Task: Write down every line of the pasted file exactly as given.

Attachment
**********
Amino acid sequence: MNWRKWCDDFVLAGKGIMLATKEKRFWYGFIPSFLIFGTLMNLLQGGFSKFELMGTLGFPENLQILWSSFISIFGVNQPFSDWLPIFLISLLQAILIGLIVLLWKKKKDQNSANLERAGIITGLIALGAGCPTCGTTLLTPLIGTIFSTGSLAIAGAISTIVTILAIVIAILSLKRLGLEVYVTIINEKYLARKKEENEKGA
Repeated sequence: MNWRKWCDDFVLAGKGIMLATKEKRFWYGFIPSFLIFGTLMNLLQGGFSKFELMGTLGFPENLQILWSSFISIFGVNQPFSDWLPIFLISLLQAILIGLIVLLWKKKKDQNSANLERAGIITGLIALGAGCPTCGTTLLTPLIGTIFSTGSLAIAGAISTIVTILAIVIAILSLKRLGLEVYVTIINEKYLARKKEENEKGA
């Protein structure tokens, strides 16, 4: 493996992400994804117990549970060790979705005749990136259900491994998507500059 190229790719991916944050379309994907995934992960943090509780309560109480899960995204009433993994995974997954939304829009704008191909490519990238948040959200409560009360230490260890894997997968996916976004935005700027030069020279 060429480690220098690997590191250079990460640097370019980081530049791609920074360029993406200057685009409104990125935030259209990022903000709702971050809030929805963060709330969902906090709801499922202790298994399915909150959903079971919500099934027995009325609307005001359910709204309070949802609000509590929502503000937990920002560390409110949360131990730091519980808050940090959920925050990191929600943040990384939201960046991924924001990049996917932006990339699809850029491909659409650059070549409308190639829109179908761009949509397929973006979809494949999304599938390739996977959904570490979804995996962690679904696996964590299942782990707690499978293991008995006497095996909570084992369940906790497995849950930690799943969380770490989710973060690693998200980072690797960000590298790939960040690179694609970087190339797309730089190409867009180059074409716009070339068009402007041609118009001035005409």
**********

Amino acid sequence: MNWRKWCDDFVLAGKGIMLATKEKRFWYGFIPSFLIFGTLMNLLQGGFSKFELMGTLGFPENLQILWSSFISIFGVNQPFSDWLPIFLISLLQAILIGLIVLLWKKKKDQNSANLERAGIITGLIALGAGCPTCGTTLLTPLIGTIFSTGSLAIAGAISTIVTILAIVIAILSLKRLGLEVYVTIINEKYLARKKEENEKGA
Repeated sequence: MNWRKWCDDFVLAGKGIMLATKEKRFWYGFIPSFLIFGTLMNLLQGGFSKFELMGTLGFPENLQILWSSFISIFGVNQPFSDWLPIFLISLLQAILIGLIVLLWKKKKDQNSANLERAGIITGLIALGAGCPTCGTTLLTPLIGTIFSTGSLAIAGAISTIVTILAIVIAILSLKRLGLEVYVTIINEKYLARKKEENEKGA
């Protein structure tokens, strides 16, 4: 493996992400994804117990549970060790979705005749990136259900491994998507500059 190229790719991916944050379309994907995934992960943090509780309560109480899960995204009433993994995974997954939304829009704008191909490519990238948040959200409560009360230490260890894997997968996916976004935005700027030069020279 060429480690220098690997590191250079990460640097370019980081530049791609920074360029993406200057685009409104990125935030259209990022903000709702971050809030929805963060709330969902906090709801499922202790298994399915909150959903079971919500099934027995009325609307005001359910709204309070949802609000509590929502503000937990920002560390409110949360131990730091519980808050940090959920925050990191929600943040990384939201960046991924924001990049996917932006990339699809850029491909659409650059070549409308190639829109179908761009949509397929973006979809494949999304599938390739996977959904570490979804995996962690679904696996964590299942782990707690499978293991008995006497095996909570084992369940906790497995849950930690799943969380770490989710973060690693998200980072690797960000590298790939960040690179694609970087190339797309730089190409867009180059074409716009070339068009402007041609118009001035005409």